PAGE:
DUBNER: Talk a little bit more about that ability to lead. I think we’ve all heard a ton of leadership “scholarship,” and I put quotes around scholarship because a lot of it is not very empirical. A lot of it is kind of, to me, it seems kind of woo-woo talk, because for every example that’s offered about, “If you just do this you’ll be a good leader,” there’s a counterexample of, “If you just do that, you’ll be a good leader.” So what does that mean? Give me some examples of what ability to lead actually looks like and how it can be measured.
RUBENSTEIN: Well the way I like to talk about it is this: there is a man named Richard Neustadt, a professor at Harvard who once wrote a book called The Presidential Power. And it was about the presidency of the United States; and he was pointing out that the president doesn’t really have all those powers that you might think. What the president has to do is persuade people, and that’s the essence of the president’s leadership. And that’s to some extent is true of C.E.O.’s. While they have might have some more authority than a President of the United States, the President of the United States can’t fire people as readily as he or she might think. C.E.O.’s maybe can do so, but what you have to do as a C.E.O. is persuade other people to do what you want. And that’s what life is all about: persuading other people to do what you want.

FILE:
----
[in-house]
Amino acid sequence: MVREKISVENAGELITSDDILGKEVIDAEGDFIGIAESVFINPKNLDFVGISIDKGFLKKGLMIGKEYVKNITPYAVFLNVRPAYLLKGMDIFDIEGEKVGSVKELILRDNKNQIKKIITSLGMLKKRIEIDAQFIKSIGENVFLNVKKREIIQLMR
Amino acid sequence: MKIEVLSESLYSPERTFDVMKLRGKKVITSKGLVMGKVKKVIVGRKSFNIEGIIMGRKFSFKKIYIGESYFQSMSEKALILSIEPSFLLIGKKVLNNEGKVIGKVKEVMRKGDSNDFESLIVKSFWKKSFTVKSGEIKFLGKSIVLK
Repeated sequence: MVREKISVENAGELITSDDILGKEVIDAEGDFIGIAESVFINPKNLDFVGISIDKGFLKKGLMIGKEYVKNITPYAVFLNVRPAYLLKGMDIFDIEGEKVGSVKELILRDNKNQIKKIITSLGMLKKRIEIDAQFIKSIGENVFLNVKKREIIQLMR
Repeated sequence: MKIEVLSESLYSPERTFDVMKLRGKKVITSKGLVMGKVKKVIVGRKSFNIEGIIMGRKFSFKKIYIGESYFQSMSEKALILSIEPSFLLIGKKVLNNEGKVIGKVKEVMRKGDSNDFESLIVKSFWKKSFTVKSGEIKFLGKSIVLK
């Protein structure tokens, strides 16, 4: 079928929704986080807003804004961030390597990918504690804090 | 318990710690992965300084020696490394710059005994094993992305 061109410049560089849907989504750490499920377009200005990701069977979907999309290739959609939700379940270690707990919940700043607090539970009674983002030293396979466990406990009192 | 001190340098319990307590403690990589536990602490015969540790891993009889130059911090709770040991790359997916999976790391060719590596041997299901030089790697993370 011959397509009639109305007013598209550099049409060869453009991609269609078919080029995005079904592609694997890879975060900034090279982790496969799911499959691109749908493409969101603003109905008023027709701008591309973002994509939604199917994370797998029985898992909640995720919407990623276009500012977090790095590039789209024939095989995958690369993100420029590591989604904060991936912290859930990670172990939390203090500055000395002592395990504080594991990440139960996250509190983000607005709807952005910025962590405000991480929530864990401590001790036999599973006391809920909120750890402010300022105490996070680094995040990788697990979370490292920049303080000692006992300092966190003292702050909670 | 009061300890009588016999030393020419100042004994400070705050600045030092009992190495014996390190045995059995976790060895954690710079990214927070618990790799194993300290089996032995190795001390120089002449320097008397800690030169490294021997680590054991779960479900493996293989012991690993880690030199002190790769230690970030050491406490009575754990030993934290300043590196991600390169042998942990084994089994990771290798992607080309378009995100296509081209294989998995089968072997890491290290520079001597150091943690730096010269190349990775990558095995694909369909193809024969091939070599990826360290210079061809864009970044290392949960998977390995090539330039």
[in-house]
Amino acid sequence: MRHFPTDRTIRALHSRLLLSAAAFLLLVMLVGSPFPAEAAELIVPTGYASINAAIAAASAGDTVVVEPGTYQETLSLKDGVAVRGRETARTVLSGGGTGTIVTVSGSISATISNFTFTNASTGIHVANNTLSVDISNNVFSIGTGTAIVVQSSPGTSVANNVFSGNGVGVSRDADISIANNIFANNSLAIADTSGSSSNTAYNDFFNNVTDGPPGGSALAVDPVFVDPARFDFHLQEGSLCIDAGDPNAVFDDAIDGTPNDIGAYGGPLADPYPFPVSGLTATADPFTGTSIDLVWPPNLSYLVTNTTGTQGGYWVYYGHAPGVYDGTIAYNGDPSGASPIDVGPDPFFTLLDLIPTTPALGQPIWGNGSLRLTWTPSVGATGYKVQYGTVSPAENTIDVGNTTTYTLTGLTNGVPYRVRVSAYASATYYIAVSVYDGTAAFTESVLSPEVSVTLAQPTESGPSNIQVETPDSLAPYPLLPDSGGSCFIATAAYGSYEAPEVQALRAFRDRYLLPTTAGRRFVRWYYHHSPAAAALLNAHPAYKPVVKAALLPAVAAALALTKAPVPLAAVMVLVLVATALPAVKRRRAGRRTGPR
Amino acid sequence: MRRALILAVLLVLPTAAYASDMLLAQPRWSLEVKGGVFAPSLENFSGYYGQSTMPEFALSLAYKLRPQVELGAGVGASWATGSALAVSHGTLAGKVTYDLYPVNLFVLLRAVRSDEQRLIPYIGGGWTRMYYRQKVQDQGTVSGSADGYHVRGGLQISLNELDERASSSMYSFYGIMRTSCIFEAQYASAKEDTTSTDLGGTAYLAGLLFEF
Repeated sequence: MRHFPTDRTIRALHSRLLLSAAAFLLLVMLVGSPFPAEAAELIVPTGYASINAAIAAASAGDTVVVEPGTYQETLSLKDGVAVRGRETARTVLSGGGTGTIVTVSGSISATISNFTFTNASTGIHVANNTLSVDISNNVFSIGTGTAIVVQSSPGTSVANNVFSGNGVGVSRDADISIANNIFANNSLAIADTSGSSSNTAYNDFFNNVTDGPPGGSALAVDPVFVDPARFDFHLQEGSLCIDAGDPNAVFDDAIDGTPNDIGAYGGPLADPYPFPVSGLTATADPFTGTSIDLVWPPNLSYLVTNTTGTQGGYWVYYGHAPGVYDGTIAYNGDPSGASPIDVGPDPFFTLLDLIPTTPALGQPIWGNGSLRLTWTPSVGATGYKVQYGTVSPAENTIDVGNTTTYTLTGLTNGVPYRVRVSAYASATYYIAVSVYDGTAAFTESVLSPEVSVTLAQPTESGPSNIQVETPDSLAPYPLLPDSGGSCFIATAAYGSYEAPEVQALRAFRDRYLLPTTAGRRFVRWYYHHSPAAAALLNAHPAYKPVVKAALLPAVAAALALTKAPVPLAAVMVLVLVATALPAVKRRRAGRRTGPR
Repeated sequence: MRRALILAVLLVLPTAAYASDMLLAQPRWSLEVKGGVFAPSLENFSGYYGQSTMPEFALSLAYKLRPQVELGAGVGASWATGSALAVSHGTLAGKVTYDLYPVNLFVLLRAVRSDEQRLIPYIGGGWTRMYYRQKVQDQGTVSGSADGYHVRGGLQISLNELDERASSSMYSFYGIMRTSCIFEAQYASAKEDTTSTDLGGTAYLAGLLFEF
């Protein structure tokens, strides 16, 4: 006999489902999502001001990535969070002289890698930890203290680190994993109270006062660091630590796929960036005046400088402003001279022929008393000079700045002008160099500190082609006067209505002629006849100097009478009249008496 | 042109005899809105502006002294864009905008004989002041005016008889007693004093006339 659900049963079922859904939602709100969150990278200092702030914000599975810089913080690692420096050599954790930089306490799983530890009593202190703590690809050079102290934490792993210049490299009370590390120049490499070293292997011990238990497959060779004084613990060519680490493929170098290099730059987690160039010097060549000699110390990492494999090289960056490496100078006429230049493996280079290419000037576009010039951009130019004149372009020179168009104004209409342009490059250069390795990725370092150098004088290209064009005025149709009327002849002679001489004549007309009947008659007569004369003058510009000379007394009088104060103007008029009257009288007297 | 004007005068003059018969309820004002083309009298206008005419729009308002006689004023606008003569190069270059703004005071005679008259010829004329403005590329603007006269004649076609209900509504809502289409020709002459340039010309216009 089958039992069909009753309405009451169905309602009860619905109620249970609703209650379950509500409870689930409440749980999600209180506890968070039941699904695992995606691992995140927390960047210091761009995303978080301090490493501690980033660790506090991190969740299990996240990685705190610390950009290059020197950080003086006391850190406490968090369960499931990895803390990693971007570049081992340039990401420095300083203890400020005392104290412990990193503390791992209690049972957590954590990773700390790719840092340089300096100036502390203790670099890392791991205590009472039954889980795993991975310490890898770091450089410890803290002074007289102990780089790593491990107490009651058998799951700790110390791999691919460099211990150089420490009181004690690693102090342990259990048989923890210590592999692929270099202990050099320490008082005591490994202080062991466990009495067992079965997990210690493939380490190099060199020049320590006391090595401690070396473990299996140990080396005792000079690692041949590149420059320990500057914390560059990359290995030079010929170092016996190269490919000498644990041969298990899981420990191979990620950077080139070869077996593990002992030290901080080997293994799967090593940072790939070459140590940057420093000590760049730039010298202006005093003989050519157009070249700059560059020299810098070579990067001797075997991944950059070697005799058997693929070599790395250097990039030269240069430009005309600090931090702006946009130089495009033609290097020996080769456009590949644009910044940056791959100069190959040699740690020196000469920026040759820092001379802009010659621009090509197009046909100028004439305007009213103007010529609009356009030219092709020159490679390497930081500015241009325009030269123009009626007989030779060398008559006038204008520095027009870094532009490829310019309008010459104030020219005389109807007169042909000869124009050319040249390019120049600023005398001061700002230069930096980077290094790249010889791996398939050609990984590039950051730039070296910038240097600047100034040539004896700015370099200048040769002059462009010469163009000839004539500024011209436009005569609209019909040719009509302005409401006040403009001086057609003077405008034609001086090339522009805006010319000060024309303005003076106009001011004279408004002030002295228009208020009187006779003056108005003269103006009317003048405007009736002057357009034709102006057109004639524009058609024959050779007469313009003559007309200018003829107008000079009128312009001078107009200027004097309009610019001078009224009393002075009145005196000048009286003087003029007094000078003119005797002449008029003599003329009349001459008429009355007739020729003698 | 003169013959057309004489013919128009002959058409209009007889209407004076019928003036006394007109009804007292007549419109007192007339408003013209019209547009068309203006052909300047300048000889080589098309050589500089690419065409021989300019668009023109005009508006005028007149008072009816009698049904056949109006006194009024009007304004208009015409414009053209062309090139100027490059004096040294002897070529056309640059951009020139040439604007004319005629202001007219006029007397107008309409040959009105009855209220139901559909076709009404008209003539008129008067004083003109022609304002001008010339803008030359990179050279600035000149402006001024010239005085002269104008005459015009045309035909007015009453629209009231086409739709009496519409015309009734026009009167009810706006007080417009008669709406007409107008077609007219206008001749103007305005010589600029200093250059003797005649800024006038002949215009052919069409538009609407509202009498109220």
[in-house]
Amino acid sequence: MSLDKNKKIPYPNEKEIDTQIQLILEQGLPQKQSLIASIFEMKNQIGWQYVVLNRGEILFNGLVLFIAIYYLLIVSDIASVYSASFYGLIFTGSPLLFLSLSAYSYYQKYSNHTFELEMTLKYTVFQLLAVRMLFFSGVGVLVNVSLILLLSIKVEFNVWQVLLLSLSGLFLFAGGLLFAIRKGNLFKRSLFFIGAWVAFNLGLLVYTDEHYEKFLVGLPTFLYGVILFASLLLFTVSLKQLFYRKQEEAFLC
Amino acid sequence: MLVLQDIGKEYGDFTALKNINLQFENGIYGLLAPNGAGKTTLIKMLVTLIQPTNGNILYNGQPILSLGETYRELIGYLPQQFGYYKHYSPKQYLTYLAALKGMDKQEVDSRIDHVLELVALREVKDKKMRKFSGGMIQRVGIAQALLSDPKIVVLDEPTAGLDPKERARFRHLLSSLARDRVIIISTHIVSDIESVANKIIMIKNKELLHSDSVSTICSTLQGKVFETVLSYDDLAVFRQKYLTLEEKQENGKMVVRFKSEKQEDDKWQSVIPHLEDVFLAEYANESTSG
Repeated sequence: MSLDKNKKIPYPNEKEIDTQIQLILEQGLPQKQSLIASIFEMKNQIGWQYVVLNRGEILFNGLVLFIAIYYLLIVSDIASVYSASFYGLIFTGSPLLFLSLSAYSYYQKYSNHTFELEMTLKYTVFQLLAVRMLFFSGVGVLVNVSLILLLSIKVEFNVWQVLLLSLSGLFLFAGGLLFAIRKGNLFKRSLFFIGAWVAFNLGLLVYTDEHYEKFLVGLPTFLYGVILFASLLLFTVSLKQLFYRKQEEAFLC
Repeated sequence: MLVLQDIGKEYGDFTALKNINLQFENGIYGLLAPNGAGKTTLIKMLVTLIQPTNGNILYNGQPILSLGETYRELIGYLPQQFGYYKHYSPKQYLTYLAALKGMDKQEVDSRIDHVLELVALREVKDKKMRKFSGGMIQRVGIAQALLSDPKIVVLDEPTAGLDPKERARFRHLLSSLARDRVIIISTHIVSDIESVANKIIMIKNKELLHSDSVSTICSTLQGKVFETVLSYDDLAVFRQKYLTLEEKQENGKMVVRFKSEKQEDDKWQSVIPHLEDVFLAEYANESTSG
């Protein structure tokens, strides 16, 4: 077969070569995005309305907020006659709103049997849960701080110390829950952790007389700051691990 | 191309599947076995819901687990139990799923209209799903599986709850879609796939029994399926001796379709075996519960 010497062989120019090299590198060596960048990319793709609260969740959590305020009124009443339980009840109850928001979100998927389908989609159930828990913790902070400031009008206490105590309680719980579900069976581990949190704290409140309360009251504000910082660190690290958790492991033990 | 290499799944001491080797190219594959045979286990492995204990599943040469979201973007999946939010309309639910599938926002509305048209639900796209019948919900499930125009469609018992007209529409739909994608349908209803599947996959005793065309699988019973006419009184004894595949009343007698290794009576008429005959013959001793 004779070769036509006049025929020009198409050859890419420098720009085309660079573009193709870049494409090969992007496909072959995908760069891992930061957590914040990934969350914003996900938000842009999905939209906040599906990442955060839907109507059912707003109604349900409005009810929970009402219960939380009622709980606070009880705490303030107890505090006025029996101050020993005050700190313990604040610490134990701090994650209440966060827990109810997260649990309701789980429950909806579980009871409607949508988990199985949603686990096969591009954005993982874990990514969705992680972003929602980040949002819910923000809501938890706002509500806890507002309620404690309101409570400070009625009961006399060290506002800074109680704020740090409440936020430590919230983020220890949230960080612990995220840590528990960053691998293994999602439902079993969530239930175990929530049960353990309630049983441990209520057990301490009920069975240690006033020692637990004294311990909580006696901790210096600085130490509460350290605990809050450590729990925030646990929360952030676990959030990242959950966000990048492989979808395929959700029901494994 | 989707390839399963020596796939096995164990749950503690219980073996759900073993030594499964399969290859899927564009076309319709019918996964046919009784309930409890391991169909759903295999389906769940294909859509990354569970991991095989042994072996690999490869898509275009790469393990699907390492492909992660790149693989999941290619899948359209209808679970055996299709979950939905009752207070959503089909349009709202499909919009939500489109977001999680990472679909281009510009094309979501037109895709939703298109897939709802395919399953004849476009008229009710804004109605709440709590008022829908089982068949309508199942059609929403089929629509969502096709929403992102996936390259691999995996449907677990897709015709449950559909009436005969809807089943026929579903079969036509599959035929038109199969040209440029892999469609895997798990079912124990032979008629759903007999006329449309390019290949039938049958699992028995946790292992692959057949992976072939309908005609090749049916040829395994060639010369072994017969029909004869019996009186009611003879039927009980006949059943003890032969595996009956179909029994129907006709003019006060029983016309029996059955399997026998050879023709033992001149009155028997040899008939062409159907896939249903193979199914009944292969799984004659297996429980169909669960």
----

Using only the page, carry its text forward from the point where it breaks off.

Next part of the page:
And I like to say there are three ways of doing it. One is you persuade people by your oral communications, learning how to speak, learning how to say things that persuade people to do what you want. Second is learning how to write. Writing a memo or letters or other kind of written communications persuading people what you want to do. And the third and the most effective is leading by example. An example I like to cite, not in a C.E.O. context, is George Washington at Valley Forge. He didn’t have to stay with his troops at Valley Forge during that winter, that cold winter, but he stayed with his troops, and he led them by showing by example that he was willing to put up with the cold and the terrible times just like they were. Even though he didn’t need to. And I think that’s kind of inspired his troops; and I think what C.E.O.’s have to do to be effective is lead by example. If you say you want people to work hard, work hard yourself. You say you want people to cut expenses, cut expenses yourself. If you want people to think of new ideas come up with new ideas yourself. That’s what you have to do.